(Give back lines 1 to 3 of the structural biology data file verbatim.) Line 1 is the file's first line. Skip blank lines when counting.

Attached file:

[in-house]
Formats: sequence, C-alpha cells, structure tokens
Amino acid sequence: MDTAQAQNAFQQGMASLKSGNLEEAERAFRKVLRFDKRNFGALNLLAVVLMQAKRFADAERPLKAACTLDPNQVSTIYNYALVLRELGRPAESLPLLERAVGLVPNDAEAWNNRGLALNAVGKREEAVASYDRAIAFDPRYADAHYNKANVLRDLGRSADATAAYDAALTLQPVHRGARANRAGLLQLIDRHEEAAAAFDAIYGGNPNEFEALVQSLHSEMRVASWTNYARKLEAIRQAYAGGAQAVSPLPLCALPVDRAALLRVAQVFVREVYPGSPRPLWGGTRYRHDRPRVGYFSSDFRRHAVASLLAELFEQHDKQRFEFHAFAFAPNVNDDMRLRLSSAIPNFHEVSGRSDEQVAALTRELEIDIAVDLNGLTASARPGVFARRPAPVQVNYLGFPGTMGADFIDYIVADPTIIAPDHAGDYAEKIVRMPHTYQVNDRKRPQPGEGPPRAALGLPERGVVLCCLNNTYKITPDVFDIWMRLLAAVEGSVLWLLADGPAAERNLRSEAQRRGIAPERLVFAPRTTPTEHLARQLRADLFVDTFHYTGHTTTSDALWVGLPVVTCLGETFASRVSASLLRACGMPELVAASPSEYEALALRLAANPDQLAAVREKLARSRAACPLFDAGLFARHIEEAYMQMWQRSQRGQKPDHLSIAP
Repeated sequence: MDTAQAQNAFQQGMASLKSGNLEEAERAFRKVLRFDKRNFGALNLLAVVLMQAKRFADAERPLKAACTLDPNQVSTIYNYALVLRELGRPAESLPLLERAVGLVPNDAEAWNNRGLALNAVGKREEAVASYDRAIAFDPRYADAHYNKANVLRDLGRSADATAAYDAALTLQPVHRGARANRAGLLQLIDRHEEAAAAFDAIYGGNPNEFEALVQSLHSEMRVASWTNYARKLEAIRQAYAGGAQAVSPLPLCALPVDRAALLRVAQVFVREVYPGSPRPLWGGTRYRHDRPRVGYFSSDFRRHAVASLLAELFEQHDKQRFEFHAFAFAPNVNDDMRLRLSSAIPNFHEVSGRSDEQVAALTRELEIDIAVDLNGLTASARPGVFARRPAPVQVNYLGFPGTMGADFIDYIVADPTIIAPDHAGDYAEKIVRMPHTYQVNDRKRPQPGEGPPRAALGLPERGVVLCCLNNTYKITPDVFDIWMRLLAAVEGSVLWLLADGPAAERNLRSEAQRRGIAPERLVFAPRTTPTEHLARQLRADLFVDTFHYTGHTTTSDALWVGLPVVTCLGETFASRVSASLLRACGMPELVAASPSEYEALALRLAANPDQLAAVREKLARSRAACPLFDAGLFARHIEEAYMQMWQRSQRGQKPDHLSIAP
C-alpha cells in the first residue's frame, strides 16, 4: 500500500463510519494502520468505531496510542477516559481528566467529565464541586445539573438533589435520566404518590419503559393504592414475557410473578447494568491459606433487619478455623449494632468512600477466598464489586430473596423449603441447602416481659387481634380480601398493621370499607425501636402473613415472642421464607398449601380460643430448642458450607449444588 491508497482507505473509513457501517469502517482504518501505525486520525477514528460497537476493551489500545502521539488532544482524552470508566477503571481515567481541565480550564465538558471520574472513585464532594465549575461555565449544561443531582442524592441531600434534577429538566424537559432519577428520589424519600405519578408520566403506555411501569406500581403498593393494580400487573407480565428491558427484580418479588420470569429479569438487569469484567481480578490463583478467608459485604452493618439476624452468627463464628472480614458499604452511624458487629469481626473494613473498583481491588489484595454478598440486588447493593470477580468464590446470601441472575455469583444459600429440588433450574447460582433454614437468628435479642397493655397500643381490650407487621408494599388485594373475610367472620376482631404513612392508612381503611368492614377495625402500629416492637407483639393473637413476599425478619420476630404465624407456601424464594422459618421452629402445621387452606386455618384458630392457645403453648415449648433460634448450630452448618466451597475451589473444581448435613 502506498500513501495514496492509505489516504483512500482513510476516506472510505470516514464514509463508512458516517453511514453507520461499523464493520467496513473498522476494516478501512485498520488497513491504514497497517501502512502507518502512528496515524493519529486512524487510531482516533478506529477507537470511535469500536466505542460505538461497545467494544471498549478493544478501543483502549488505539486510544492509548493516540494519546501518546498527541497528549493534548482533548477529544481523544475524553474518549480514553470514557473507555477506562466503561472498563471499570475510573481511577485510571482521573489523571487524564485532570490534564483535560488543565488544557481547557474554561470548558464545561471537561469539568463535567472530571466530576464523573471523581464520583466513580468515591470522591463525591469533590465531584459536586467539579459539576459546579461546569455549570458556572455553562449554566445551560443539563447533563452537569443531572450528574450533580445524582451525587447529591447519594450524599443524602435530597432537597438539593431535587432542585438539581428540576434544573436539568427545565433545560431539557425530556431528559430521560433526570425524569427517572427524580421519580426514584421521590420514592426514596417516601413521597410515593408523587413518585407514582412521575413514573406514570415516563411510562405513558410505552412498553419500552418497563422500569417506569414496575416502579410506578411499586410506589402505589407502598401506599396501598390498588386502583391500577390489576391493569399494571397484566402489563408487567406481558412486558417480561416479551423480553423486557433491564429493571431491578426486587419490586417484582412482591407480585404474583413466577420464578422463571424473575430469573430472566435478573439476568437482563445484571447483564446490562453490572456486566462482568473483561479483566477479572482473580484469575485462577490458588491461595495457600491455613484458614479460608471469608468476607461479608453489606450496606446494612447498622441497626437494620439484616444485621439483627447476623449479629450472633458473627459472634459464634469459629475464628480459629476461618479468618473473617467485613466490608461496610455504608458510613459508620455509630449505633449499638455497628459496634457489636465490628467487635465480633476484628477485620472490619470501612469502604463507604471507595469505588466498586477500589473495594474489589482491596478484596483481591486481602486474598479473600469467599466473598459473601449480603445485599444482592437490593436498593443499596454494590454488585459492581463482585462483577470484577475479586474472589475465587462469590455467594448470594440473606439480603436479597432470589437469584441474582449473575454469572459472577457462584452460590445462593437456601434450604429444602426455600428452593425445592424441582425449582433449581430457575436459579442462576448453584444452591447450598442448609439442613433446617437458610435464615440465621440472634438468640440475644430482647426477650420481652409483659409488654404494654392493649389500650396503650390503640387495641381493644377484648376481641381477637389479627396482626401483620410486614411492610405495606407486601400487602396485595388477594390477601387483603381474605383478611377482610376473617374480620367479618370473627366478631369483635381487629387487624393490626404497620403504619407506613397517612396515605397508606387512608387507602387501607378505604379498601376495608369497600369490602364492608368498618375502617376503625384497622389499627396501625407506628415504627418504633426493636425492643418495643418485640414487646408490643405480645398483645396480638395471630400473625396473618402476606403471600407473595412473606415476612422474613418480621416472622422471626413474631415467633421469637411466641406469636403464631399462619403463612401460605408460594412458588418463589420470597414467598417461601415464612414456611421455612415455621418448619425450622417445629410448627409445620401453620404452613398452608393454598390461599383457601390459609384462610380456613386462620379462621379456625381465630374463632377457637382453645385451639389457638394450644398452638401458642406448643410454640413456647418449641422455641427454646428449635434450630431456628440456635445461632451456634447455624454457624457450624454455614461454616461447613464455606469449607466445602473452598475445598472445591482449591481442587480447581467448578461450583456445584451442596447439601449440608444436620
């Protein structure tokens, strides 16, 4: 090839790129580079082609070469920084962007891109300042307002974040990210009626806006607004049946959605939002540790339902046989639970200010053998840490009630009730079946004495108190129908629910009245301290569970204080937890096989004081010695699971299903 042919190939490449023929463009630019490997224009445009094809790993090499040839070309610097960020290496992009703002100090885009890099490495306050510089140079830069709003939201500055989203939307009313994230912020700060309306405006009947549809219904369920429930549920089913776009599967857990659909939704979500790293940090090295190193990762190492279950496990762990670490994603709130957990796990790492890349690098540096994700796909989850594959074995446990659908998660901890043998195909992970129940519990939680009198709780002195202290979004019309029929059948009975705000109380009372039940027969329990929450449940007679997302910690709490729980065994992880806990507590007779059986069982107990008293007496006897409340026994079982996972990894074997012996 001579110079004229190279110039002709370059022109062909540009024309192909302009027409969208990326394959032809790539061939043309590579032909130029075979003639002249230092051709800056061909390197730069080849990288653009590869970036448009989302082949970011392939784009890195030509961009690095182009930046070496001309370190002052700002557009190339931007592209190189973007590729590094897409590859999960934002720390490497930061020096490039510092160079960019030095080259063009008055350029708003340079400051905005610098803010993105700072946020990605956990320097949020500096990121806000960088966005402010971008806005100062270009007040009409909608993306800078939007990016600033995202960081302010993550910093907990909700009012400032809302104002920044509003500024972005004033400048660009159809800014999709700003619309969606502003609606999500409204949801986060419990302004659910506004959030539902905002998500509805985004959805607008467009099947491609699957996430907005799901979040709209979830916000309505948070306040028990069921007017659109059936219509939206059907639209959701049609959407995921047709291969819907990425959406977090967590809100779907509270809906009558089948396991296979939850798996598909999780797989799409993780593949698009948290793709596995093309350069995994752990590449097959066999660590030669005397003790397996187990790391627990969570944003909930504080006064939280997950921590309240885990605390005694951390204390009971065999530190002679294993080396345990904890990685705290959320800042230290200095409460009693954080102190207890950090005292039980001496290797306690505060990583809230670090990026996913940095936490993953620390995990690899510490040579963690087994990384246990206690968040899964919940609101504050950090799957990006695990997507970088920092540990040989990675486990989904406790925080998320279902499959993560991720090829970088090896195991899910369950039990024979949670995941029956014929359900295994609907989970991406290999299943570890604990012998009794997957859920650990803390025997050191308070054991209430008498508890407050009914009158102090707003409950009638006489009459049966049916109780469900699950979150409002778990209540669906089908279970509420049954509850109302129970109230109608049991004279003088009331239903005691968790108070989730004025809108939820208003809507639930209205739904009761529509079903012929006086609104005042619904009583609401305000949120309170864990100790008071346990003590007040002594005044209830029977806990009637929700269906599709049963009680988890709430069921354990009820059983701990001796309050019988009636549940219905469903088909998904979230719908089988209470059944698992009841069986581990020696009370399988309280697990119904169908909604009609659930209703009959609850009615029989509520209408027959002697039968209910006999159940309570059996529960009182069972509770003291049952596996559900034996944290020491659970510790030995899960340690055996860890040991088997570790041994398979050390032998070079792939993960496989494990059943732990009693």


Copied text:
[in-house]
Formats: sequence, C-alpha cells, structure tokens
Amino acid sequence: MDTAQAQNAFQQGMASLKSGNLEEAERAFRKVLRFDKRNFGALNLLAVVLMQAKRFADAERPLKAACTLDPNQVSTIYNYALVLRELGRPAESLPLLERAVGLVPNDAEAWNNRGLALNAVGKREEAVASYDRAIAFDPRYADAHYNKANVLRDLGRSADATAAYDAALTLQPVHRGARANRAGLLQLIDRHEEAAAAFDAIYGGNPNEFEALVQSLHSEMRVASWTNYARKLEAIRQAYAGGAQAVSPLPLCALPVDRAALLRVAQVFVREVYPGSPRPLWGGTRYRHDRPRVGYFSSDFRRHAVASLLAELFEQHDKQRFEFHAFAFAPNVNDDMRLRLSSAIPNFHEVSGRSDEQVAALTRELEIDIAVDLNGLTASARPGVFARRPAPVQVNYLGFPGTMGADFIDYIVADPTIIAPDHAGDYAEKIVRMPHTYQVNDRKRPQPGEGPPRAALGLPERGVVLCCLNNTYKITPDVFDIWMRLLAAVEGSVLWLLADGPAAERNLRSEAQRRGIAPERLVFAPRTTPTEHLARQLRADLFVDTFHYTGHTTTSDALWVGLPVVTCLGETFASRVSASLLRACGMPELVAASPSEYEALALRLAANPDQLAAVREKLARSRAACPLFDAGLFARHIEEAYMQMWQRSQRGQKPDHLSIAP